It’s time to bust out the spade and gloves and get dirty. If you want to go ultra-local, grow a mini-garden in your backyard! There are plenty of fruits and vegetables that are fairly easy to grow, like chives, basil, carrots, lettuce, and berries. If you aren’t sure which foods will work best in your region’s climate, take a trip to the nearest garden nursery and ask lots of questions. You could also join a community garden if you’re feeling less confidant about your gardening abilities. Visit the American Community Gardening Association website to find a community garden near you.
Join a CSA
If you haven’t already, you should join a CSA, or Community Supported Agriculture. A CSA allows you to get food items fresh off of the farm in exchange for a personal pledge, paid up front. Prices can vary for different farmers and depending on their portions so find a CSA near you on the Local Harvest website and inquire about prices. If you like to cook, the CSA program could be a wonderful way to experiment with new fruits and vegetables.
Get an Animal
For the meat-lovers out there, get an animal! All right, this may sound a little cuckoo, but small farms are starting to sell animal shares. The farm raises, processes, and packages the animal and you simply purchase and devour. For a list of farms that sell beef, check out EatWild.com.
You may also try buying a few chickens. Anyone who has had an egg straight from the nest knows that there is simply no comparison between fresh and store-bought eggs. Not only does raising poultry provide eggs, it can also rid your backyard of pesky insects. Chickens provide one egg every 24-48 hours, so make sure to buy enough for your morning omelet. However, some cities do have limitations on backyard livestock, so make sure you have the green light to get poultry beforehand.
So there you have it, a few more ways to eat local. There are always more ways that you can get fresher food and help your environment.
James Kim is a writer for foodonthetable.com. Food on the Table is a company that provides online budget meal planning services. Their goal is to help families eat better and save money.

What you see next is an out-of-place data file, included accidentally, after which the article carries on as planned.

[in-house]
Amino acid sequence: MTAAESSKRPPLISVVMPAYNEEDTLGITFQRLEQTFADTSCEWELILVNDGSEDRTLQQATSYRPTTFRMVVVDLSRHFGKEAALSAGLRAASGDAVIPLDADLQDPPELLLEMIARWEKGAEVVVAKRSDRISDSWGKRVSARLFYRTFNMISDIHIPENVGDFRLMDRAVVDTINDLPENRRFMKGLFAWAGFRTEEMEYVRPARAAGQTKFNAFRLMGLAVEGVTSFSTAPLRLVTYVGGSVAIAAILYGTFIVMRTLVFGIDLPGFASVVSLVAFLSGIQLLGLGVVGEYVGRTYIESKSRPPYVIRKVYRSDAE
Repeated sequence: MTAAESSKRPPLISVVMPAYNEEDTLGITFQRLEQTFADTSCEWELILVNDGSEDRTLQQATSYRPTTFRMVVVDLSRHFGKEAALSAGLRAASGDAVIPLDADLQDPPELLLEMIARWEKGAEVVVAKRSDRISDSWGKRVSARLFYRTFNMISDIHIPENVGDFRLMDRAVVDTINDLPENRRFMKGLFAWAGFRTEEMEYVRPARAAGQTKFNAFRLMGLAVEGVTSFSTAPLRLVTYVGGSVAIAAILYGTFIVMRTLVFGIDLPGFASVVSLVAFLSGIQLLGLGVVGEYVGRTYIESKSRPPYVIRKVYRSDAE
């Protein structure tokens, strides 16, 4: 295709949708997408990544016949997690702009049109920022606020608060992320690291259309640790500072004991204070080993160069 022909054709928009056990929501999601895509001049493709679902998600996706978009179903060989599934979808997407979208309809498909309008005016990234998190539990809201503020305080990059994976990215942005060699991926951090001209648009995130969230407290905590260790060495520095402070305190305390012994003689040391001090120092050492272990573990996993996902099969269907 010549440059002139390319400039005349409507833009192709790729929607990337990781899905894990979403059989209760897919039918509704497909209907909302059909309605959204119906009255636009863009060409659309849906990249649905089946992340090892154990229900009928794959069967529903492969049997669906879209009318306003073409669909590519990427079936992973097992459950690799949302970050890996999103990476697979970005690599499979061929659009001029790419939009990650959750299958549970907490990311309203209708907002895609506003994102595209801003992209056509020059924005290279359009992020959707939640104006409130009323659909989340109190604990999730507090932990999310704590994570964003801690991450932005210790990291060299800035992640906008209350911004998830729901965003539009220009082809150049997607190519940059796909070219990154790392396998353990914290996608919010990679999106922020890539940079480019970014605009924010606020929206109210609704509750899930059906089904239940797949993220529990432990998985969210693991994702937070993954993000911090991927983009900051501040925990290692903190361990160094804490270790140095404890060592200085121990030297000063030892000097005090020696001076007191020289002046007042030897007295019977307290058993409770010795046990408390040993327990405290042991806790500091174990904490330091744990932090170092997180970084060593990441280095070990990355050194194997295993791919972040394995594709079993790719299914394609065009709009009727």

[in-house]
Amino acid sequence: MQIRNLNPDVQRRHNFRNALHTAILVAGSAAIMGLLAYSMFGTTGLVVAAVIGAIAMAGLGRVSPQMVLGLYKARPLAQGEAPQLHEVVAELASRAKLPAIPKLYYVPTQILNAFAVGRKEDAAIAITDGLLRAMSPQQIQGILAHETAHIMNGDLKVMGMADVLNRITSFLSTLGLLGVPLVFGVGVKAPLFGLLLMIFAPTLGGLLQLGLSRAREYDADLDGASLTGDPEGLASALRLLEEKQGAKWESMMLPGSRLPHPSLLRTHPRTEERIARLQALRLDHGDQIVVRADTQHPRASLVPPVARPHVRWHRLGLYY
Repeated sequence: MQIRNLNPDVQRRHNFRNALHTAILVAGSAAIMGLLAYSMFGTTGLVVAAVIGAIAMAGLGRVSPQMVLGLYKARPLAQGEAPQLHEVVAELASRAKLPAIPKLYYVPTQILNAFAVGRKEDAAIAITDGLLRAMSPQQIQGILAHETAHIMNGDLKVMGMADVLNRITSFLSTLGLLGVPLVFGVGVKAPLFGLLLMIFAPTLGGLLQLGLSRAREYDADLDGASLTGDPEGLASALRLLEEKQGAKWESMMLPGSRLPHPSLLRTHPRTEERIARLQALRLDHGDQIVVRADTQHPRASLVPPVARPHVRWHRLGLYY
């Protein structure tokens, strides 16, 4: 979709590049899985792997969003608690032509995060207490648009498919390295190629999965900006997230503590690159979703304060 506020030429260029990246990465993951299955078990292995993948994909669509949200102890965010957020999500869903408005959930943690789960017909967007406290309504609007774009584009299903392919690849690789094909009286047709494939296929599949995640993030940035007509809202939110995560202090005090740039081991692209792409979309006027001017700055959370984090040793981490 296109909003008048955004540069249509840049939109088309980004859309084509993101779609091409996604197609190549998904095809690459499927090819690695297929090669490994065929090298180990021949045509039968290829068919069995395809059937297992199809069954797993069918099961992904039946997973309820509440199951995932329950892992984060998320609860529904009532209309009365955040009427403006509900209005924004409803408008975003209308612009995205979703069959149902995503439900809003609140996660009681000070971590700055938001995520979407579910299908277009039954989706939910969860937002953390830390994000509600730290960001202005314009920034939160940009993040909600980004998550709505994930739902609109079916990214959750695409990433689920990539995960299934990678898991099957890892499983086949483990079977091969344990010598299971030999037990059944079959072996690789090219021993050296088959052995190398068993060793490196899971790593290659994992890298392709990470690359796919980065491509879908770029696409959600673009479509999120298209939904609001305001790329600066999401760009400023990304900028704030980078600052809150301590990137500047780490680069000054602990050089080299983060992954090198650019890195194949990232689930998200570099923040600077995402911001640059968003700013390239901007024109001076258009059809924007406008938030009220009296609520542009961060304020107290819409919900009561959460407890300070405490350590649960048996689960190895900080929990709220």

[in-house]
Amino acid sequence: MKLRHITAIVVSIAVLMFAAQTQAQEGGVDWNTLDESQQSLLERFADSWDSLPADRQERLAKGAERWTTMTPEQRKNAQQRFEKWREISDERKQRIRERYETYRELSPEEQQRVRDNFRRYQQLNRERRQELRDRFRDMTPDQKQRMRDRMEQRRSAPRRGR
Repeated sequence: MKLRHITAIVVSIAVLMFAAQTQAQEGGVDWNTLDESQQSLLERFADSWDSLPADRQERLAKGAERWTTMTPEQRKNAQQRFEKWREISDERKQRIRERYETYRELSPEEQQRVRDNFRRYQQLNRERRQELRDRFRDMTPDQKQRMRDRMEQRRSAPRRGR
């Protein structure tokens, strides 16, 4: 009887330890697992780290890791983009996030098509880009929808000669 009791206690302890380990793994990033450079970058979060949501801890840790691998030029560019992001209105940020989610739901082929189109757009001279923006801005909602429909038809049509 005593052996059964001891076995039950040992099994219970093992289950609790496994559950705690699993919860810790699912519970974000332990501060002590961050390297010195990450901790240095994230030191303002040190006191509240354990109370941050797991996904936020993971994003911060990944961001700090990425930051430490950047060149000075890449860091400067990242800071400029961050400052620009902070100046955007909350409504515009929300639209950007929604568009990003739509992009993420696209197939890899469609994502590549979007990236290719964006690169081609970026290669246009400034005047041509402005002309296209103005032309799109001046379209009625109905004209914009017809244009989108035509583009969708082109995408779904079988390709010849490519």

Friday, July 8, 2011
Wednesday, July 6, 2011
I’m Uncle Dale’s son and Michael’s cousin. I’ve been reading backyard farming for a couple of years now and I’ve been mentioned in some of my father’s articles (Broiler Apocalypse, Proper Snake Removal). My father asked me to describe our urban farm on this blog. I hope that my backyard farm might inspire you to get creative with your situation and start to grow something.
My wife, daughter, and I live in an urban jungle – Arlington, Virginia. Our house was built in 1945 during the post WWII defense boom as part of Ft. Barnard. The army built it right into the side of the steepest hill in Arlington to use every square foot possible. Being on a hill, we have more stairs than anything; 25 to the front door, 15 from there up to the back door and patio, 9 more take you to the highest terrace, and 30 inside that connect each room which is on a different level. As part of an urban neighborhood, our entire property is barely larger than the US median square footage of new homes - 2,600 sq feet.
Last summer we started a garden in the only truly flat piece of land, the 7.5’x13’ patch of soil next to our patio. This year with a toddler we decide that our flat plot needed to be a place for her to play so we had to get creative to grow a garden. We installed raised beds across the front of the house. We built shelves into the retaining wall to support flower and herb boxes. On the highest portion of the hill we pulled out the thick underbrush that occupied the space and put in terraces. We use trellises for vertical gardening. Most of the crops are irrigated with soaker hose. Fortunately, our property has a southern exposure so we get plenty of sun.
We now grow a variety of crops including lettuce, chard, tomatoes, cucumbers, black berries, broccoli, green beans, egg plant, peppers, raspberries, sunflower, squash, and many varieties of flowers and herbs. My father has been jealous of the quantity and quality of our produce. Small gardens produce proportionately more that large gardens because you have to maximize every square foot. My father’s large garden has wide walkways (more room for weeds) and plants that get neglected because of the volume of work to be done.
I hope that our success with a small property will inspire you to find ways to turn your home into a productive backyard farm. If we can do it, anyone can do it. You don’t need the acres that my father has to have a several nice meals a week from your garden all summer long. Grilling fresh vegetables alongside chicken from my father’s farm is a treat after a long days work. If you haven't started yet, get creative and start today. You still have at least 90 good growing days in most of the US.